Sep 142009
 

There have always been a few misconceptions surrounding table top gaming culture.  A few have passed with time but others seem to stick around.  I’d also like to call your attention to the movie star dude in the picture.  Big time RPG player there.

1. Gamers are obsessed with numbers, statistics and ‘facts’ to the point of missing out on real life.

Which, on the face of it seems very geeky and horrible to the average non-gamer.  Until you look at any fan of any major sport. They’ve digested years worth of statistics, pour over charts, get into fisticufs over fantasy leagues and paint their faces up in multi-colored streaks.  Sure, not all sports fans behave this way.  Neither do all gamers dress as wizards or fighters and argue for hours over who has a better offence/defence ratio, a palladin or a knight? Most of us look just like everyone else, whether we’re football fanatics or gaming fanatics.

The truth is, every group has its outliers.  There are oddball HVAC repair nuts and bizarro accountants as well. It’s often not best to judge a group by the vocal minority.  It may be true that in the past the vocal majority of gamers were seen as on the fringes of society but that is no longer true.  Lots of normal people who have kids, jobs and a social life also enjoy playing games.

2. Games are for kids and you’re an adult which is just plain silly – go do something meaningful with your life!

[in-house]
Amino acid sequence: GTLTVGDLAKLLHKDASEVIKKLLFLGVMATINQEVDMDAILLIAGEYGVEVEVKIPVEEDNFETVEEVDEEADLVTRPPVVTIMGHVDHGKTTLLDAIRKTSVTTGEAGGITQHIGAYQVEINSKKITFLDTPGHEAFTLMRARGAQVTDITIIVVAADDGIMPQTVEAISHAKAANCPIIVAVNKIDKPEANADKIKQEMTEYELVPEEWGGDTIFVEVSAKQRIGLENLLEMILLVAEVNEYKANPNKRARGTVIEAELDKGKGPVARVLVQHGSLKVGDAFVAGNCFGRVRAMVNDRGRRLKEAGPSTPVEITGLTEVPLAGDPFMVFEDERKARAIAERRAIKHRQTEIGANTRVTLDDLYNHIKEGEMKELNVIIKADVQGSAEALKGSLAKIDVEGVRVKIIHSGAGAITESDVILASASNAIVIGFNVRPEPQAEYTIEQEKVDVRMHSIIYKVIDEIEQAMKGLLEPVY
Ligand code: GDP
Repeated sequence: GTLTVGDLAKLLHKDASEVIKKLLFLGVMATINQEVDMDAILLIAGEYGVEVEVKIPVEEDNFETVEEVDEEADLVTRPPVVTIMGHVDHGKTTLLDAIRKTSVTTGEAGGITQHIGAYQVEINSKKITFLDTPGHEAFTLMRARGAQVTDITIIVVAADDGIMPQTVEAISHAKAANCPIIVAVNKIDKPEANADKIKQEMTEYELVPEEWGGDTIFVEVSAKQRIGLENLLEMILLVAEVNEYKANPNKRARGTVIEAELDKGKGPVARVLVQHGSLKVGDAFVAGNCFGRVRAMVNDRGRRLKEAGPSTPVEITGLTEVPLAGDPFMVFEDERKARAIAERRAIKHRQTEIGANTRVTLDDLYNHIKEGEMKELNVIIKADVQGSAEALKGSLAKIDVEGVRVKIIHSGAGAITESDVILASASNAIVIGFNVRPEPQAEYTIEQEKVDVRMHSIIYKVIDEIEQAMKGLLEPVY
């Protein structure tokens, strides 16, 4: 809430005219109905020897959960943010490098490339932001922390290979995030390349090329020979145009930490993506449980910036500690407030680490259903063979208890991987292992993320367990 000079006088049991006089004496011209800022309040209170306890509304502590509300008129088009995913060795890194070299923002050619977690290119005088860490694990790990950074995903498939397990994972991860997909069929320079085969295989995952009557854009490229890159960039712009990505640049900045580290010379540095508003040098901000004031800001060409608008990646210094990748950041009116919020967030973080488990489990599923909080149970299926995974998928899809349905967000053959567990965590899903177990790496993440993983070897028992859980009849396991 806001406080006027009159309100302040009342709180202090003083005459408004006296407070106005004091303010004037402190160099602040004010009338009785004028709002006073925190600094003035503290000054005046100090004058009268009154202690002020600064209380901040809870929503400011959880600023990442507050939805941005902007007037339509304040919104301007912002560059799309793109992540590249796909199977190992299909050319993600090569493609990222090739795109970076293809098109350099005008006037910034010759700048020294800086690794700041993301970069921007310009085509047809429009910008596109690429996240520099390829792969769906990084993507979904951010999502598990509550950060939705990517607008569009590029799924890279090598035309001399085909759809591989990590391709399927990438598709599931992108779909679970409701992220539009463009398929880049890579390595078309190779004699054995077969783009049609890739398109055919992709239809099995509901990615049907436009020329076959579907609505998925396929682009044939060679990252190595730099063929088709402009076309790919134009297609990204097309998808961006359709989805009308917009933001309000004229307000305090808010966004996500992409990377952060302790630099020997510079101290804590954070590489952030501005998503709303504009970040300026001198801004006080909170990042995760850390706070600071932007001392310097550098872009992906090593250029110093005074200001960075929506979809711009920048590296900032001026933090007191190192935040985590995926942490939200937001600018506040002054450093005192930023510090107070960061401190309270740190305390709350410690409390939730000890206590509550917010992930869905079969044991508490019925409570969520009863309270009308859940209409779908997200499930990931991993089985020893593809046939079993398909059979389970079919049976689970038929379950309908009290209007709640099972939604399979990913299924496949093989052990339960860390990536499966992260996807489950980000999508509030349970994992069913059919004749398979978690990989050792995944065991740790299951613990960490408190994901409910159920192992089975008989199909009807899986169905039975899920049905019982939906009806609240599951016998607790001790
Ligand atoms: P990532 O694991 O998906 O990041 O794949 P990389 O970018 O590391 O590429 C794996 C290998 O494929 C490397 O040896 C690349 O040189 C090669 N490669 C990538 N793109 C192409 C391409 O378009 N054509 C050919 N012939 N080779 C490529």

Yes, kids play games. Adults do as well. There are many games that are far to challenging for folks under a certain age to master.  There’s a huge culture of gaming for adults which is picking up traction in the US and already has traction in lots of other places.  There is a real shift in culture when it comes to gaming as adults which includes gaming with the family.  Whether its Monopoly or Carcassone, games are a great way to bring people together in a social setting, stretch your intellectual muscles a bit and have fun.  As a hobby games are great.  As an obsession, well nothing is great if you let it devour your life.

3. Ha ha!  You unwashed nerds will never touch a woman!

This comment, which I’ve heard a lot in passing over the past few years immediately makes me think of all those women who play games. I can picture them unable to complete the easiest of tasks because they can’t brush their hair or apply contact lenses. No touching! This then makes me think of Pratchett’s “gifted hydrophobes” .  Those folks who detest water so much they are able to fly above it on large lenses carrying people or cargo.

The often true stereotypical mid-80’s gamer geek guy has grown up. He’s no longer a 15 year old kid, he’s gotten past those awkward years as a teen and learned how to interact with other people, even people of the opposite sex.

In many cases he’s married, has kids and continues to game.  Add to that the fact that there are a good number of women also interested in the hobby who actively game and this point becomes moot.  It’s an old hat, generic insult that no longer carries any weight.  If you really want to insult us talk about how little sun we’re getting.  Except, isn’t that a good thing now? So take your vitamin D supplements, walk around your misconceptions and come join us for a rousing game.  You’ll probably enjoy yourself.